Hostess Brands, Inc., of Irving, Texas, took another step today down the road to complete liquidation, returning once again to face Judge Robert Drain of the Bankruptcy Court of the Southern District of New York in White Plains. The judge, as expected, once again offered the approvals sought by the company which had declared last November that it could no longer seek to remain in business through reorganization. Today’s action accounts for approximately $800,000 of asset sales for the beleaguered company’s coffers.
Specifically, on March19 Judge Drain gave his blessing to the sales of three groups of former Hostess Brands products to three separate buyers, Flowers Foods of Thomasville, Ga.; Grupo Bimbo, the Mexican giant baking company with U.S. headquarters in Horsham, Penn.; and a joint offer from Apollo Global Management, LLC, and C. Dean Metropoulos & Co.
The judge also ruled on several other motions which had been filed in the bankruptcy proceedings since the previous court date, including payment of interim fees and expenses related to the bankruptcy and objections to the proposed sales filed by at least one union interesting in protecting workers’ rights.
According to one news report of the proceedings, the Bakery, Confectionery, Tobacco Workers and Grain Millers International Union withdrew its objection following a change of wording to the sales contract between Hostess Brands and Flowers Foods.
In a statement to the media, BCTGM International President David B. Durkee noted:
“Throughout this arduous process, our membership has believed that the key to these brands’ survival was strong, new ownership and a sustainable business model. Indeed, new ownership has signaled a clear intent to accelerate this process and return products back to the shelves as soon as this summer. We share the enthusiasm, energy and passions exhibited by new ownership, and believe our highly-motivated and skilled workforce will serve as indispensable partners in the seamless re-opening of factories.
“In this way, new ownership can proudly demonstrate their commitment to preserving middle-class jobs while delivering on their promise to consumers.”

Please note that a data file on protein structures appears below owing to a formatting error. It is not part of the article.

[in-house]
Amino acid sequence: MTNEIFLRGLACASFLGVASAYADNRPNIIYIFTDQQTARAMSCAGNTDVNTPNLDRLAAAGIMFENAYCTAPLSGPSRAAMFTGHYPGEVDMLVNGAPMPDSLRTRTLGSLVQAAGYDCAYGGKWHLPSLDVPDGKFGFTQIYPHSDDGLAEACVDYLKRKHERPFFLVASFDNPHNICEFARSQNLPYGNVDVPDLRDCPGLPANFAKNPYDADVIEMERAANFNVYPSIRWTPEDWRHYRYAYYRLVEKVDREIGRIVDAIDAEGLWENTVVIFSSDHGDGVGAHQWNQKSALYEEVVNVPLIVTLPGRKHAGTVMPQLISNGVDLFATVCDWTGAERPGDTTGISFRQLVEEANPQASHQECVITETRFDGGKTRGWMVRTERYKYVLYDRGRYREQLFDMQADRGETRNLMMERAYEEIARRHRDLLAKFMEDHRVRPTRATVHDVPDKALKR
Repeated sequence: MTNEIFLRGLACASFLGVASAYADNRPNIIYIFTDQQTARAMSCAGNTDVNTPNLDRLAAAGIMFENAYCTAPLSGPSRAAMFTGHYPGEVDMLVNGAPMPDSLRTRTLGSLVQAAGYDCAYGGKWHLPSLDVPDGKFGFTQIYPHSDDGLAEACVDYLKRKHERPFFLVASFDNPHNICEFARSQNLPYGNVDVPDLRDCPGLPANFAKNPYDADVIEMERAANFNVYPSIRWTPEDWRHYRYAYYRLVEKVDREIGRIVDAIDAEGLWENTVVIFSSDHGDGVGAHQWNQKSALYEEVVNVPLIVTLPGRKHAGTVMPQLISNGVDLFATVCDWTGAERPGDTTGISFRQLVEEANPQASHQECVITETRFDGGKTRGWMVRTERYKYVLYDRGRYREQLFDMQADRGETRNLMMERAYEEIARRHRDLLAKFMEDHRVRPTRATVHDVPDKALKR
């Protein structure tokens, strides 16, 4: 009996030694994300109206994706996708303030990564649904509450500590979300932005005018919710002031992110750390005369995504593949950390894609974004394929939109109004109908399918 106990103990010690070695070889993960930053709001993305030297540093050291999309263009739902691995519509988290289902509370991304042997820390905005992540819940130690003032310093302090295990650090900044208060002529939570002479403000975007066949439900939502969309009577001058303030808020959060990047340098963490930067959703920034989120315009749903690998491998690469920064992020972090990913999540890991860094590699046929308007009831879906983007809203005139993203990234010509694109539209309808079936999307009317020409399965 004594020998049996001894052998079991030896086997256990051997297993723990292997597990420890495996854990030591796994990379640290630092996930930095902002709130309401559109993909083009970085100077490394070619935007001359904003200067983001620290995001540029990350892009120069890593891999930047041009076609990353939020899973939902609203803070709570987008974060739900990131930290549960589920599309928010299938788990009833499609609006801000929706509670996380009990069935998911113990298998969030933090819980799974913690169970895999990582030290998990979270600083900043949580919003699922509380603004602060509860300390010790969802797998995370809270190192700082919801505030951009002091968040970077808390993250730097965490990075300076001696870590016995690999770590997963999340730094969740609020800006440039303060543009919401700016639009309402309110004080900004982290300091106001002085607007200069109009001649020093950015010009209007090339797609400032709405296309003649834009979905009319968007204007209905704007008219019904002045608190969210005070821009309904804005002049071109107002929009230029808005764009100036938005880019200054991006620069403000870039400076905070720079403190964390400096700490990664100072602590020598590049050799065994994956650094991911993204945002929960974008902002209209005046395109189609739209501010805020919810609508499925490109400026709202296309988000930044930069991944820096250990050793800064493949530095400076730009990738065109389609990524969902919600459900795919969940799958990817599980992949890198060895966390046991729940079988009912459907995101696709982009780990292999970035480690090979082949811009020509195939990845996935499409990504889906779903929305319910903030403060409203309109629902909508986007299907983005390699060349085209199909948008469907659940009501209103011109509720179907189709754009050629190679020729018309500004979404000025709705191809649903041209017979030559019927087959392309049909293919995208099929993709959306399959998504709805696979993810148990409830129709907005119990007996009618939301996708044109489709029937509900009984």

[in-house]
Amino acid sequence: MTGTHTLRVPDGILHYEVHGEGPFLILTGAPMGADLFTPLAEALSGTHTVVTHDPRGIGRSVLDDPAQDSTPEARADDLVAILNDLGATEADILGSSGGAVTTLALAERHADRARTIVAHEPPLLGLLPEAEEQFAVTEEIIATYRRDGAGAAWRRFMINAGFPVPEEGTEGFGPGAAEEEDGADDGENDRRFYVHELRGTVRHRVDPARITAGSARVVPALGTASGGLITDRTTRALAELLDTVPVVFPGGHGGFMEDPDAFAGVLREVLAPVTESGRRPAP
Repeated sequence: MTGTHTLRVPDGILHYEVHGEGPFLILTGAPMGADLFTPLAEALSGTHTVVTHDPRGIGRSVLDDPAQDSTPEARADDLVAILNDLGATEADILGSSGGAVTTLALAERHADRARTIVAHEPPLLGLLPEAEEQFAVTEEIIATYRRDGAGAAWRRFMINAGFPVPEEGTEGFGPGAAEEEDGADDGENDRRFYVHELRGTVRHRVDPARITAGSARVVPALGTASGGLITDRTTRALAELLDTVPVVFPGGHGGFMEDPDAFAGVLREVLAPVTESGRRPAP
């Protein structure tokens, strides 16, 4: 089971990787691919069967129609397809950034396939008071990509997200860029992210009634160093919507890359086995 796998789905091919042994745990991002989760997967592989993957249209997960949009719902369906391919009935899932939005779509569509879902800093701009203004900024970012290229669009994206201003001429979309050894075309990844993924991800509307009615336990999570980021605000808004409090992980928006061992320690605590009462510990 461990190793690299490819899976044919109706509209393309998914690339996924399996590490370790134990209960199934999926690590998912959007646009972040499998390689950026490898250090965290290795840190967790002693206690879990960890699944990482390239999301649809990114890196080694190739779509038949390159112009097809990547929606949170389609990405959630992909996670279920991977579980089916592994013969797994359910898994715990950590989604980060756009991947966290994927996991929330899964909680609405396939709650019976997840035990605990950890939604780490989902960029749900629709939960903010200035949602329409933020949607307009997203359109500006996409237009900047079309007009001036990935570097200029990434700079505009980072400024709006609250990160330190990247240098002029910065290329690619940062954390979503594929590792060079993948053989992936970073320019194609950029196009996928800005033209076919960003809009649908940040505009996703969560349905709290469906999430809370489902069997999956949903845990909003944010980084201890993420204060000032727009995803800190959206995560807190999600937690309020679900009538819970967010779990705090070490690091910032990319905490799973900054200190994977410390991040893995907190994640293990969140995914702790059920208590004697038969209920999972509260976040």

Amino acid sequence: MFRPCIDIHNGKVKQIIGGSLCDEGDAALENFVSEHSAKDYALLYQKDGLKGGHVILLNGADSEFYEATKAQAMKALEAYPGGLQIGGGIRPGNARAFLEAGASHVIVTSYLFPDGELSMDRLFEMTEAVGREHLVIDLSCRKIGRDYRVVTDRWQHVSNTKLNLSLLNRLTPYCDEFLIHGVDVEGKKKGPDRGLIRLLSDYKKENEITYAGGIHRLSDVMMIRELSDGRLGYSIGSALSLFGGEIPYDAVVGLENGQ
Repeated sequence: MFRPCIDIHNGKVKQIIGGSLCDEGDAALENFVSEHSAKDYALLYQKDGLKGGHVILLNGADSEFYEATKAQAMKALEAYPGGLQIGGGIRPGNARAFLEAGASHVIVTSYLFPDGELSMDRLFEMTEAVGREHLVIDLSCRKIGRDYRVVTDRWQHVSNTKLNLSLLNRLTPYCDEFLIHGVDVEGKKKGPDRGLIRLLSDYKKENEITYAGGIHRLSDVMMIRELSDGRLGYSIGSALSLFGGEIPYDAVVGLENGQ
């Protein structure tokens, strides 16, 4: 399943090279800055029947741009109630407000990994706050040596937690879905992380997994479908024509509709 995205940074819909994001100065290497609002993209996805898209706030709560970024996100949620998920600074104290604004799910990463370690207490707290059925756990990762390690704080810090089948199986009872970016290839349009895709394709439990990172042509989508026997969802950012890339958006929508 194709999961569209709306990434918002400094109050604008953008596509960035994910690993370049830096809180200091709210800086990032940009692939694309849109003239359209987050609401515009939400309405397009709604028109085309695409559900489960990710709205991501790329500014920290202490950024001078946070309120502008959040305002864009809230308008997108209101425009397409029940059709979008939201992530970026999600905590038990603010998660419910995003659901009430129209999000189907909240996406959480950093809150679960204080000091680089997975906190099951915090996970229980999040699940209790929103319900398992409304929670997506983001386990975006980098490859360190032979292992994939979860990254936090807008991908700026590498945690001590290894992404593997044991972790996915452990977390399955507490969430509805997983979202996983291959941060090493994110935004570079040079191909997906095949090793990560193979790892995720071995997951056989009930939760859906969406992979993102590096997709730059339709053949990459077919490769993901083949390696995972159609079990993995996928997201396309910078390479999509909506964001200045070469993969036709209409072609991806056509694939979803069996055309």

Another objection to the Flowers offer was filed by a U.S. attorney addressing environmental concerns. It had been previously reported that the companies involved were addressing issues dealing with the enforcement of environmental laws and regulations.
The three sales, if they successfully navigate the remaining governmental, regulatory and financial requirements of their separate contracts, should be set to be finalized within the next 30 to 45 days, paving the way for certain products to once again be offered for sale to the public. There has, until now, been little discussion of the timetable leading to renewed production of such brands as Wonder Bread and Beefsteak Rye Breads. Notably, it has been Twinkies, the iconic cream-filled snack cake which was the butt of so many jokes while it was produced, which has been the focus of attention during this second, prolonged bankruptcy saga.
Hostess Brands, Inc., was born out of a previous bankruptcy proceeding from which its predecessor emerged in 2009. The previous entity, made up of a varied assortment of baked products, some with very long histories and loyalties, was once the largest in the country. However, and perhaps because of its diverse product lineup, the company never was able to completely rise above its problems and emerged from its first bankruptcy with more debt than it had when it filed for protection. This second bankruptcy, filed in January 2012, seemed to be heading in the same direction.
Analysts have postulated that the bonus couched in the current liquidation may be a revival of enthusiasm for many of the brands on the part of the new owners, a commitment to making a new venture profitable, and a renewed interest in many of the products on the part of the public. To that end, the joint venture entity comprised of Apollo and Metropoulos has vowed to have Twinkies and some of the other snack cake products “back on the shelves” by summer.
Although there has been no announcement from Flowers regarding production schedules, it is widely acknowledged that the longer the specific brands remain off the shelves the harder it will be to re-establish their former share of the market. Flowers, in particular, has been forthcoming about its intention to increase sales in the parts of the country where it formerly did not have a presence, notably the Southwest and Western states, as well as the entire mid-section of the nation.
Two other groups of brands, Drake’s Cakes and the Northwest Breads Group, face a final return to court on April 9 to receive their expected blessing from the judge. Those two sales, to McKee Foods of Collegedale, Tenn., and United States Bakery, Inc., of Portland, Ore., respectively, would add an additional $60 million, approximately, to the total dollar amount received.
Hostess Brands CEO Gregory Rayburn said last week that with the sales of the major brands, the primary work of liquidation will have been accomplished, including his own. Rayburn, who was brought on as a restructuring expert only mid-2012, also envisions up to an additional $100 million coming to the company through sales of remaining bakeries, equipment and smaller assets. In November, it was stipulated that the final liquidation of the company would take as much as 12 to 14 months. It was also anticipated by Hostess Brands’ advisers that the sell-off might garner as much as $1 billion.